After spending a while submersed in deep, dark alternative reality, HSY’s Jude emerges to talk to Louder Than War about their recently released LP Bask.
In the shade on some church steps and on the eve of their new record’s release we discuss his band’s sinister sound, his disliking of Springsteen, plans to buy a hollow-body guitar and much more.
But first a few words about said album on which the Toronto band create an eerie vortex where things hiss and slither with a sense of forboding and madness. From driving, unconventionally danceable songs like “Sally,” “Cyber Bully” and the creepily jerky “Feeder” to the incantations and rants on tracks like “Borg” and “Interlude”, Bask scrapes and scratches, monstrous and menacing.
The band touch on a mishmash of loud ‘genres’, experimenting with aspects of industrial, metal, noise and post-punk to create their own sound. The atmosphere echoes heavy, musty and static. Press play on the soundcloud embed below to check the album out in full, then dive straight into the interview.
Lisa Sookraj: HSY offer up industrial sludgey post-punk noise. It’s fearless and kinda ugly and messy, but there is method amidst the madness because there are definitely addictive properties too. Like many of your fellow Buzz bands, there’s a strong sense of innovation, experimentation and articulacy – it feels like you know where you’re coming from and more importantly have a clear idea of the vision you have for your sound. You’ve got this nightmarish, dingy and dirty atmosphere. What’s behind your aesthetic and how would you sum up your artistic vision?
Jude: A lot of it is music. I grew up in the country and had a lot of time to listen to Lynyrd Skynyrd and classic rock. I loved that for first part of life, grew into loving Nirvana and grunge stuff, Skinny Puppy, Swans and more industrial shit. But what’s really behind HSY is discontent. I’m agitated with the current state of things. When the band first started there was a lot of mainstream things like Grimes. Super kinda poppy electronic stuff, not that it’s a bad thing. But when we started to do songs I knew we didn’t want to do that. We wanted to be aggressive. I don’t want tons of people to like us. It’s basically, take it if you want. If not, I don’t really give a fuck. I’ve come to realize in my life I don’t need to impress anyone.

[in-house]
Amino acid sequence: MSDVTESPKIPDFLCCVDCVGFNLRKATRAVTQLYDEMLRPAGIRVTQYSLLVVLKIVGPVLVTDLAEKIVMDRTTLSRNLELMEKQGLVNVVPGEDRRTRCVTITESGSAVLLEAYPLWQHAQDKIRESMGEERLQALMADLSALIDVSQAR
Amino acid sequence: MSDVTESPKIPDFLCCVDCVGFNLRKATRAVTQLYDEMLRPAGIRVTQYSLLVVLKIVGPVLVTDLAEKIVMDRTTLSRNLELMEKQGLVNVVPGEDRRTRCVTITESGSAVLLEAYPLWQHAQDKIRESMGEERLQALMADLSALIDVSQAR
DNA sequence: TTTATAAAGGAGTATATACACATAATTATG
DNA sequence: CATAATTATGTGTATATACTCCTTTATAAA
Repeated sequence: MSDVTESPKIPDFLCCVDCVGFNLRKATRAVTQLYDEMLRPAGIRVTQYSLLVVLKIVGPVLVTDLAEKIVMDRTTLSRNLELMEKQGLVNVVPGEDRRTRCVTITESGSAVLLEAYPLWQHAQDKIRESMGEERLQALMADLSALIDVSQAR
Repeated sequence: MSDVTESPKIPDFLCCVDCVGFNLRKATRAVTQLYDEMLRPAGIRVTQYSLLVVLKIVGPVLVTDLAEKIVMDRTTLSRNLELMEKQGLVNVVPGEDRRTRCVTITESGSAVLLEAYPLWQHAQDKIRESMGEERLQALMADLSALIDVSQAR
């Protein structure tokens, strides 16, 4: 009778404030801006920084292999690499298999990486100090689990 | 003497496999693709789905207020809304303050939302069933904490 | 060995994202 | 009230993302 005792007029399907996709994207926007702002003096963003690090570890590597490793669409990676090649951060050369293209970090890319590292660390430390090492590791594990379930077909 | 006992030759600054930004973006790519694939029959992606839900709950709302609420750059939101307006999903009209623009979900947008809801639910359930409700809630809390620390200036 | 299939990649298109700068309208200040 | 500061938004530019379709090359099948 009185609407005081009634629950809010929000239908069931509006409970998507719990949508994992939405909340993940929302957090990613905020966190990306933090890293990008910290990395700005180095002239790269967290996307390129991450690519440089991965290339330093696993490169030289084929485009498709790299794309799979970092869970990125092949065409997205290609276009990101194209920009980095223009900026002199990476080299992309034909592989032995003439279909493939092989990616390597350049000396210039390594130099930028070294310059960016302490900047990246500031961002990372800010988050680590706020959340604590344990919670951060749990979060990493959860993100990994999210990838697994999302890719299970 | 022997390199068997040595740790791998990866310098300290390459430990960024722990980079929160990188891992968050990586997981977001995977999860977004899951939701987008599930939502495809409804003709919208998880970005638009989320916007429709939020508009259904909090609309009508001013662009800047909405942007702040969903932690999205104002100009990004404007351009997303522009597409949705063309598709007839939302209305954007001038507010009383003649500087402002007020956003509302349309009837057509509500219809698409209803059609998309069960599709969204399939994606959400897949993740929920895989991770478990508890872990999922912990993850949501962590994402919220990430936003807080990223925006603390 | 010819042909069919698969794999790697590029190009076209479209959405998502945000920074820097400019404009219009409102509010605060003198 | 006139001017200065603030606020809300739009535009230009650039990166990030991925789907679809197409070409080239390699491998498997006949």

You once told a tale about the craziest thing that happened to you on tour – which was staying in a tow truck driver’s un-finished garage where you feared for your lives. This feels pretty akin to a lot of the feel of your songs, you capture and convey this mood intimately. You present a dark sense of reality to listeners like some unconventional gift. Things that come to mind are sketchy alleys, warehouses, bad drug trips, getting yourself into dangerous situations with a sense of psychosis.
But you’ve also said that the rough part of Velcro is what ‘creeps you out most’. This sense that horror is found in the every day suggests that you guys know how to tap into the mundane and channel it into something more imaginatively dark.
Is it safe to say your music addresses or explores the idea of these dark recesses of daily reality and if so, what are some of those dark common, unpleasant experiences that you pull inspiration from?
The mundane bullshit. Kinda like the Virgin Suicides – that idea that the routine of mundane life is going to keep going day after day terrifies the shit out of me. It’s also really frustrating, because a lot of the people I know at a variety of ages complain about things they don’t want to do. I think, why don’t you quit that job or not see that person? But I feel for them too. We all have these obligations to people relying on us.
Can you tell us about some of your favourite pieces of your gear that help you achieve the sound or feel you’re going for?
The thing that I feel defines my sound the most is my Electro Harmonix Holy Stain pedal. It’s a multi-effects reverb pedal. It was the first pedal I ever got playing with this band. I’m pretty rough on everything, but it’s outlasted all these pedals, guitars and amps. It still sounds as good as the day I got it and was given to me by a friend who didn’t want it. My actual distortion pedal was the 2nd pedal I got and I already had to replace it after it got destroyed when we played the UK last year. Brandon our bassist has more pedals than Anna and I combined. The drum pad we use is specific to our sound too.